Industry and Idleness.
William Hogarth doesn’t pull any punches in the twelve engravings of this series, comparing and contrasting the virtues of work versus the sins of sloth. Each plate shows one of two, and sometimes both, apprentices (‘prentices) at various stages in their lives; each plate also contains at least one relevant Biblical quotation. The industrious worker is portrayed as moral and successful, while the idle “worker” displays characteristics of laziness and crime. It’s a bit heavy-handed by today’s jaundiced eye, but lines up with the societal beliefs and mid-18th century Protestant work ethic.
To work. The kiddy would not strap, so he went on the scamp: the lad would not work, and therefore robbed on the highway.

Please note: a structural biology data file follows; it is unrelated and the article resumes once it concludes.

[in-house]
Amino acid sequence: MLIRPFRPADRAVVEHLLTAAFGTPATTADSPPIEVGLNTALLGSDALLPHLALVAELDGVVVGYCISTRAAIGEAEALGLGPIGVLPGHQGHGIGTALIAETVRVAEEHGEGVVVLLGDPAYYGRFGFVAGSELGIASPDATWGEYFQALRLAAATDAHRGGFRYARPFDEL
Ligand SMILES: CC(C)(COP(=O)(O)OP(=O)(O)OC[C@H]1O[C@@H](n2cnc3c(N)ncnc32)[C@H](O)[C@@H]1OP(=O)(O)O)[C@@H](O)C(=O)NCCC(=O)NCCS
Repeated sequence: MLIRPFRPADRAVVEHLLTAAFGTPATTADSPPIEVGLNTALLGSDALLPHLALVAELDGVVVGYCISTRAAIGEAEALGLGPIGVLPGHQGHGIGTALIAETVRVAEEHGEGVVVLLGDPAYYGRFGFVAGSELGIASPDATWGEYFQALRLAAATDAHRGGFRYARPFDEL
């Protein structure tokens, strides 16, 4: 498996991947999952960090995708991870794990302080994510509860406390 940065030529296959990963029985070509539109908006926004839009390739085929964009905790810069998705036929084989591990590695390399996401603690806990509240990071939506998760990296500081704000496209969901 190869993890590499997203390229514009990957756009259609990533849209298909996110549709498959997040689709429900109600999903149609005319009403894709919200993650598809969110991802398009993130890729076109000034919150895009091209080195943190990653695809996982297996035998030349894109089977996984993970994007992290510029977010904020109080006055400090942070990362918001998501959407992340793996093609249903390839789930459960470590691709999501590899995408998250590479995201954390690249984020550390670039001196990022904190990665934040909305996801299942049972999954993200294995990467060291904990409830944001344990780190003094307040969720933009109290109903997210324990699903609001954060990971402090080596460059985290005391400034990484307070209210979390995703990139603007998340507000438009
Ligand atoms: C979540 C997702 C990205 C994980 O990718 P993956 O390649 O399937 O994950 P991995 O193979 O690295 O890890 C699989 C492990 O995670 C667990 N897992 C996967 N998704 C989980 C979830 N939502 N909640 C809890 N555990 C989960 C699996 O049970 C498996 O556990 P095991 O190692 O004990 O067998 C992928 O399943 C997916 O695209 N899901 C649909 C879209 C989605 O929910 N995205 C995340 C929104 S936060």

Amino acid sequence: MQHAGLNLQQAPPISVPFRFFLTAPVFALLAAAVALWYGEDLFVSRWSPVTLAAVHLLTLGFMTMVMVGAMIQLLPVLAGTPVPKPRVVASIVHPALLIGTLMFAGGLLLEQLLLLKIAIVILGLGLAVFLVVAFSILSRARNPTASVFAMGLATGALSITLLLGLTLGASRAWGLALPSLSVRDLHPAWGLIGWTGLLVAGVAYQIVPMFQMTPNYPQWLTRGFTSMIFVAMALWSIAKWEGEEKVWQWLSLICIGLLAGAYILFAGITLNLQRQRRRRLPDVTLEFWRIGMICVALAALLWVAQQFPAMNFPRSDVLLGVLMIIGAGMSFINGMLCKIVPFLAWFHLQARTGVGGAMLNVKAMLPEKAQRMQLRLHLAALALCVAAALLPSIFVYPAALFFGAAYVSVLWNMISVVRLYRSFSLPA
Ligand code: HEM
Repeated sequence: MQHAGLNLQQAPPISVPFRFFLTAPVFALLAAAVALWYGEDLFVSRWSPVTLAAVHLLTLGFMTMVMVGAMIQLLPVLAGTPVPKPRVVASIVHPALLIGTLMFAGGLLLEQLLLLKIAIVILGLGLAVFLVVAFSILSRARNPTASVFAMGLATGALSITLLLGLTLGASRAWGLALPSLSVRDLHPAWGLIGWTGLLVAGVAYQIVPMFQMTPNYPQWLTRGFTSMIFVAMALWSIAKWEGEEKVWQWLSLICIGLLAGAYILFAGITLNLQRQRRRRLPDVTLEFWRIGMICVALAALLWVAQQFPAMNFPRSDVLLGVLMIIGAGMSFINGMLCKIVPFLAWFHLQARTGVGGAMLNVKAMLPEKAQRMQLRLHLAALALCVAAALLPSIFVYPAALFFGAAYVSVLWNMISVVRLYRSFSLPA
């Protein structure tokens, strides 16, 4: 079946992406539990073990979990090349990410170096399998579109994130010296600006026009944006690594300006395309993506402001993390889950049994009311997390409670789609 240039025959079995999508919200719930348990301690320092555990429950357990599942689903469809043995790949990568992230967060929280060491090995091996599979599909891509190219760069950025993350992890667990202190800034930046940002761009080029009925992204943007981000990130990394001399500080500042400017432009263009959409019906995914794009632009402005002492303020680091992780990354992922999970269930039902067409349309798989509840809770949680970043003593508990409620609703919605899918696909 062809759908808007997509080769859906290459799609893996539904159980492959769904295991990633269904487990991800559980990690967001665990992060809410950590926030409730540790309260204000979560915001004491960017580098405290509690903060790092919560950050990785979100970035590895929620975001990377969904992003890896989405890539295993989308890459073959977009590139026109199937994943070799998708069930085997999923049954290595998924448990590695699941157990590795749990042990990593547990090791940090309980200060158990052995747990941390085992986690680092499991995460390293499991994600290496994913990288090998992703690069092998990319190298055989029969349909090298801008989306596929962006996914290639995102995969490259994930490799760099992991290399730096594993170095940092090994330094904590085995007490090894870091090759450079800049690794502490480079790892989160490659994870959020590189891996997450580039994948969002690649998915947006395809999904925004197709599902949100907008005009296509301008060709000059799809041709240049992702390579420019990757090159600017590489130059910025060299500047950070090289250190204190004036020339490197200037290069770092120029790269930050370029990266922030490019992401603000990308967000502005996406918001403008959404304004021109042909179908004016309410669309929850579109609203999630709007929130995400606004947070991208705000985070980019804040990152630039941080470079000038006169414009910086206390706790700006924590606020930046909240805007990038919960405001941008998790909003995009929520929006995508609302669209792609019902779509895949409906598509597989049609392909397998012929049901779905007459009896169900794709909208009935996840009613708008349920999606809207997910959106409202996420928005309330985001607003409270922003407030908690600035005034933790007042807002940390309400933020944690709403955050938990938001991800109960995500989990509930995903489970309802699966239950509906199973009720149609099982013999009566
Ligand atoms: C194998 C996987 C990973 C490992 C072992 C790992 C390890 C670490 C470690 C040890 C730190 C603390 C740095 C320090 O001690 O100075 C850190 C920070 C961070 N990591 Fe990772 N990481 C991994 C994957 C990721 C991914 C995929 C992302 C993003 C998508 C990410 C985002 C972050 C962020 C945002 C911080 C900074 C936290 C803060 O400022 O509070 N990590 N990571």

From the Tate Museum description:
As indicated by the tankard on the left, this scene takes place in a workroom located in Spitalfields, then the centre of London silk-weaving. Goodchild works diligently at the loom, while, Idle is fast asleep. Two volumes entitled ‘The Prentices Guide’ are strategically placed, symbolising their respective attitudes to work and authority. Goodchild’s is in pristine condition, carefully propped against a thread winder but the other is soiled, ripped and discarded on the floor. Thus the direction that each apprentice’s career takes is presented as a personal choice. The master weaver enters the workroom holding a stick with which, we can imagine, Idle is about to be soundly beaten. From the beginning transgression and punishment are established as the dominant themes of his life, just as diligence and reward are those of Goodchild’s.
Goodchild’s Bible Verse:
Proverbs Ch: 10 Ver: 4
The hand of the diligent
Idle’s Bible Verse:
Proverbs Chap: 23 Ver: 21
The Drunkard shall come to
Poverty, & drowsiness shall
clothe a Man with rags.
Slang term taken from the 1811 Dictionary of the Vulgar Tongue.